Fake "proprietary screw" experiment shows how easy it is to hoodwink the Apple blogosphere
By now it is an everyday phenomenon that each small step Apple takes or doesn't take - from trivial patent filings to the type of trees on the Cupertino campus - is being reported with zealot frenzy by the Apple-dedicated blogs and most every other publication that focuses on the industry.
Last week Lukasz Lindell, a Swedish designer, decided to show just how easy it is to make Apple news out of thin air and bamboozle the reporting community. He created a very convincing, but entirely impractical screw design in his 3D rendering program, shot the picture in an email to himself and took a screenshot to make it look like James Bond work.
He then submitted the report to Reddit, implying in the email body that this is an asymmetric Apple screw that has been in development to keep prying hands off of the iGadgets. Needless to say, in a few hours Apple-dedicated blogs picked on it, and, while at first the story was reported with shreds of doubt about the source, after it hit Facebook comment streams, all critical thinking was lost, and the deep analyses of the implications behind this proprietary asymmetric screw began, until the hoax was revealed by the Swedish designer:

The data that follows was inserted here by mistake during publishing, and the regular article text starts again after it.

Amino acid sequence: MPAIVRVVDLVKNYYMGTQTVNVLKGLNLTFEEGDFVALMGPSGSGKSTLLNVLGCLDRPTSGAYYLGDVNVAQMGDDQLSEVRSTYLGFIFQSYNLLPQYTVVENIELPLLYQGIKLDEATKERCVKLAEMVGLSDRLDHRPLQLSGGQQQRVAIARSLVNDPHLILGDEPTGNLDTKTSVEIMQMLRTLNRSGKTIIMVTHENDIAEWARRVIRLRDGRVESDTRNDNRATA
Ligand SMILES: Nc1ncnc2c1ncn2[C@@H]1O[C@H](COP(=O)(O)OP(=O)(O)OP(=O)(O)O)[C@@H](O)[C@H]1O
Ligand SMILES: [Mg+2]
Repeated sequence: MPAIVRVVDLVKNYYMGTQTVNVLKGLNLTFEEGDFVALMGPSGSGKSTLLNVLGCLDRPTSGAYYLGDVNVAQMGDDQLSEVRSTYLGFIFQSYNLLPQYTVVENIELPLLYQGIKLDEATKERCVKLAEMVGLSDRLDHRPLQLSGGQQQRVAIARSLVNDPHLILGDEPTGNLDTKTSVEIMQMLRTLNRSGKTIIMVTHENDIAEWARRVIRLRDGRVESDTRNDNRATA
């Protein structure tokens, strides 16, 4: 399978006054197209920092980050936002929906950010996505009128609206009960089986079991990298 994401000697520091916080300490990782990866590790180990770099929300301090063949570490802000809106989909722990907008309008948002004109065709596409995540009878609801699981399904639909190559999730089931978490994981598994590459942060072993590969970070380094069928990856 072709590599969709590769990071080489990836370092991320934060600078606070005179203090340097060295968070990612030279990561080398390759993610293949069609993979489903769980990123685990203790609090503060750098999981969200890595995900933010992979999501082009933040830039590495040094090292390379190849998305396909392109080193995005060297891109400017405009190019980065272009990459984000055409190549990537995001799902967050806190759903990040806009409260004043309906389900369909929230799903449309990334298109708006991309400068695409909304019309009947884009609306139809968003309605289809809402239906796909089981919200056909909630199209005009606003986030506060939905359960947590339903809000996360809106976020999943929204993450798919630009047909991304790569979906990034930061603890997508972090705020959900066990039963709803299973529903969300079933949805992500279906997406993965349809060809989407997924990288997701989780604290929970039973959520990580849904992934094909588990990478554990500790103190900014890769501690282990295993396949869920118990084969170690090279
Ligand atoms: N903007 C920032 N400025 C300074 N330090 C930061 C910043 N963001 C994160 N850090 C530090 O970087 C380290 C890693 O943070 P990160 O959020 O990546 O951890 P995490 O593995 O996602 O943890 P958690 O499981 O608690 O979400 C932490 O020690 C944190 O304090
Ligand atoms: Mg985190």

It is somewhat disturbing at times when the bandwagon takes off and speeds up, without people being critical. People stand up for situations that may never have happened, and spin on it which ultimately results in that it will be treated as facts, or a faktoid.
We rendered the image, put it in an email, sent it to ourselves, took a picture of the screen with the mail and anonymously uploaded the image to the forum Reddit with the text “A friend took a photo a while ago at that fruit company, they are obviously even creating their own screws.
Finally, we just want to say sorry to you who feel cheated, but the meaning behind the experiment may provide a longer-term results, that we become more thoughtful about things we see on the Internet.
This experiment confirms once again how powerful Apple's viral marketing strategy is - the company rarely issues official statements or touts its products outside of its website, stores and announcements, but each small step it takes creates enough buzz to keep it front and center in the tech news cycle every day of the week.